Key West preview
Inshore racers from 24 to 70 feet are coming from 33 states in the US - a Key West record, along with the total of 54 foreign entries. Chicago, with 24 boats, has the largest representation from any single city. Annapolis, MD, 20, and Newport, R.I, 14, are next. Charleston, S.C. has 8 and San Diego and San Francisco 6 each.
John Boyle, point man for the Chicago contingent, says his number is actually higher than 24 because the tally is computed from homeports listed on entry forms. "They don't all write down 'Chicago,' " Boyle said. "Sometime they put where their boat is or the suburb they live in."
Boyle figures the proper number is 27 or 28, but he is also counting some Melges 24s from what he calls the "northern suburbs of Chicago" around Lake Geneva, Wisconsin. The Melges 24s will having their contest within Key West Race Week.
About two-thirds of the entries will compete in eight one-design classes: Melges 24, J/29, J/80, J/105, Farr 40, 1D35, Mumm 30 and F-28R trimaran. There will be 10 handicap classes--one IMS and nine PHRF. Competition will be on four courses spanning about 10 miles just south of the island inside the reef.
11 teams of Farr 40s, Mumm 30s and Melges 24s will also link up in a global smorgasbord to compete for the International Team trophy. That was won last year by Team Italy, which was comprised of Vincenzo Onorato's Farr 40 Mascalzone Latino and Paolo Parente's Mumm 30, both from Naples and Tony Wattson's Melges 24 Typhoon from Newport Beach, CA.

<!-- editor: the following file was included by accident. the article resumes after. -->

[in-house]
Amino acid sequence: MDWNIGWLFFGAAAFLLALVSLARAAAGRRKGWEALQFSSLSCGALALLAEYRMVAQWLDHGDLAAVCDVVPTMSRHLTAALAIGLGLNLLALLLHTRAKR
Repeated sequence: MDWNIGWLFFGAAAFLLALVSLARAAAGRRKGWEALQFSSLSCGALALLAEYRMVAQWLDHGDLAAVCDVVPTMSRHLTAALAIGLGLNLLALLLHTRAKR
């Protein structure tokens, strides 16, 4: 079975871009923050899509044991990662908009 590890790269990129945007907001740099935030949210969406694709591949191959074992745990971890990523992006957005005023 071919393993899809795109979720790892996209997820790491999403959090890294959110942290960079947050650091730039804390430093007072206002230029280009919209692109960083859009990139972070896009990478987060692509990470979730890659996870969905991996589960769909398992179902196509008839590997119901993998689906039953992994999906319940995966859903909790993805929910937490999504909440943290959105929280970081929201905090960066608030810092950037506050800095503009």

Cita Litt's bright yellow Cita, also from Newport Beach, will be conspicuous among the PHRF boats. The owner of the Schock 40 with the canting bulb/twin foil technology is returning with fire in her eyes after placing only fourth last year despite winning two of the last three races and Boat of the Day honors on the final day. Two 10ths did her in. Her crew will include veterans Charlie Ogletree, Jim Eddy, Bill Menninger and George Twist.
"We're bringing heat from Southern California," Litt said. "We're gonna be hot. We do need breeze, but we're going to sail light this time with seven crew. We're serious."
The Chicago group is, too, although for them the racing does not preclude a good time. The fun starts even before heading south each January with a "Windy City Party," a tradition since 1990.
"There's a restaurant with a perfect theme," Boyle said. "It's called the Key Wester. You'd swear you were in Key West. They even have palm trees outside - not real, obviously. They do a lot of good seafood and a lot of Mel Fisher stuff from the treasure ship he discovered, like the museum in Key West."
This year's party drew "between 100 and 125 people," Boyle said, "at least two people from 11 different boats."
Boyle, an active retiree, sails a chartered Dobroth 45, which he will also race from Ft Lauderdale to Key West on the feeder race this weekend. He will rotate a crew of 14 from a pool of 17 he calls the "Windy City Players," allowing some members a day or two off.
"We've got some people in their late 60s or early 70s, plus their wives are coming down," Boyle said. "We'd like to think that we're all in bed by 10 o'clock, but I'm afraid that doesn't happen."